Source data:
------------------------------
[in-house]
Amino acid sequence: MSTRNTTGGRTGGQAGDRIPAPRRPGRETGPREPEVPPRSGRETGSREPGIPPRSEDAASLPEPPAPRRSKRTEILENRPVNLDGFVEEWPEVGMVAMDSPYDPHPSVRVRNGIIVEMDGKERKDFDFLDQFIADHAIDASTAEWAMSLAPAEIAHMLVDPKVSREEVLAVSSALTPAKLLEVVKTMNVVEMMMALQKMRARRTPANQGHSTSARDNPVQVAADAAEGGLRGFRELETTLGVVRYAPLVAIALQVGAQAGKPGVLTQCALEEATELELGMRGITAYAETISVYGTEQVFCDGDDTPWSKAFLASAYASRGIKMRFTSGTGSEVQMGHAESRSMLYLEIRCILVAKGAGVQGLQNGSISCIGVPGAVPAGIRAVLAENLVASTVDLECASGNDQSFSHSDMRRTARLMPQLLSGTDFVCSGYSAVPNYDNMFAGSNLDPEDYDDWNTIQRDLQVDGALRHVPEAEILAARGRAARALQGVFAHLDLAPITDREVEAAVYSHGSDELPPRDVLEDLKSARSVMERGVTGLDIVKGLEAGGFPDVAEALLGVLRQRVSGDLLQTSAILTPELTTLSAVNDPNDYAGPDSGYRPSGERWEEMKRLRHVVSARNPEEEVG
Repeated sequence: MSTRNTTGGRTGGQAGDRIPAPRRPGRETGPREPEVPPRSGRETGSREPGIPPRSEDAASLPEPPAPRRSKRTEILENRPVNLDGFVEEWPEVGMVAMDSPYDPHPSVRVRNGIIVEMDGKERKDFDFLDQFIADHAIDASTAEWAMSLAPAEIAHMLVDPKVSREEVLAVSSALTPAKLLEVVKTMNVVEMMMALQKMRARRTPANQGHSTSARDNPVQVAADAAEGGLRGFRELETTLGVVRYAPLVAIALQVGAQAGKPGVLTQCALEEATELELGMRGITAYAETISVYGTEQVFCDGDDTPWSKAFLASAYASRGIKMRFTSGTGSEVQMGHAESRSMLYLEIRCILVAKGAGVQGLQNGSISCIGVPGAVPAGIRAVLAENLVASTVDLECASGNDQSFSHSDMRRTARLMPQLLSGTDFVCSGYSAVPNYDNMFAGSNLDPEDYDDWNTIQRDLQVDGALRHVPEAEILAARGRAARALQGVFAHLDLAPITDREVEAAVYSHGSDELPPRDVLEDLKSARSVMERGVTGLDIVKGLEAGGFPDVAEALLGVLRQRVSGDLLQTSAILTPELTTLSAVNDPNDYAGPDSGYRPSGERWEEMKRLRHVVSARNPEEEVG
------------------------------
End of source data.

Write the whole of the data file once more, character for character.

[in-house]
Amino acid sequence: MSTRNTTGGRTGGQAGDRIPAPRRPGRETGPREPEVPPRSGRETGSREPGIPPRSEDAASLPEPPAPRRSKRTEILENRPVNLDGFVEEWPEVGMVAMDSPYDPHPSVRVRNGIIVEMDGKERKDFDFLDQFIADHAIDASTAEWAMSLAPAEIAHMLVDPKVSREEVLAVSSALTPAKLLEVVKTMNVVEMMMALQKMRARRTPANQGHSTSARDNPVQVAADAAEGGLRGFRELETTLGVVRYAPLVAIALQVGAQAGKPGVLTQCALEEATELELGMRGITAYAETISVYGTEQVFCDGDDTPWSKAFLASAYASRGIKMRFTSGTGSEVQMGHAESRSMLYLEIRCILVAKGAGVQGLQNGSISCIGVPGAVPAGIRAVLAENLVASTVDLECASGNDQSFSHSDMRRTARLMPQLLSGTDFVCSGYSAVPNYDNMFAGSNLDPEDYDDWNTIQRDLQVDGALRHVPEAEILAARGRAARALQGVFAHLDLAPITDREVEAAVYSHGSDELPPRDVLEDLKSARSVMERGVTGLDIVKGLEAGGFPDVAEALLGVLRQRVSGDLLQTSAILTPELTTLSAVNDPNDYAGPDSGYRPSGERWEEMKRLRHVVSARNPEEEVG
Repeated sequence: MSTRNTTGGRTGGQAGDRIPAPRRPGRETGPREPEVPPRSGRETGSREPGIPPRSEDAASLPEPPAPRRSKRTEILENRPVNLDGFVEEWPEVGMVAMDSPYDPHPSVRVRNGIIVEMDGKERKDFDFLDQFIADHAIDASTAEWAMSLAPAEIAHMLVDPKVSREEVLAVSSALTPAKLLEVVKTMNVVEMMMALQKMRARRTPANQGHSTSARDNPVQVAADAAEGGLRGFRELETTLGVVRYAPLVAIALQVGAQAGKPGVLTQCALEEATELELGMRGITAYAETISVYGTEQVFCDGDDTPWSKAFLASAYASRGIKMRFTSGTGSEVQMGHAESRSMLYLEIRCILVAKGAGVQGLQNGSISCIGVPGAVPAGIRAVLAENLVASTVDLECASGNDQSFSHSDMRRTARLMPQLLSGTDFVCSGYSAVPNYDNMFAGSNLDPEDYDDWNTIQRDLQVDGALRHVPEAEILAARGRAARALQGVFAHLDLAPITDREVEAAVYSHGSDELPPRDVLEDLKSARSVMERGVTGLDIVKGLEAGGFPDVAEALLGVLRQRVSGDLLQTSAILTPELTTLSAVNDPNDYAGPDSGYRPSGERWEEMKRLRHVVSARNPEEEVG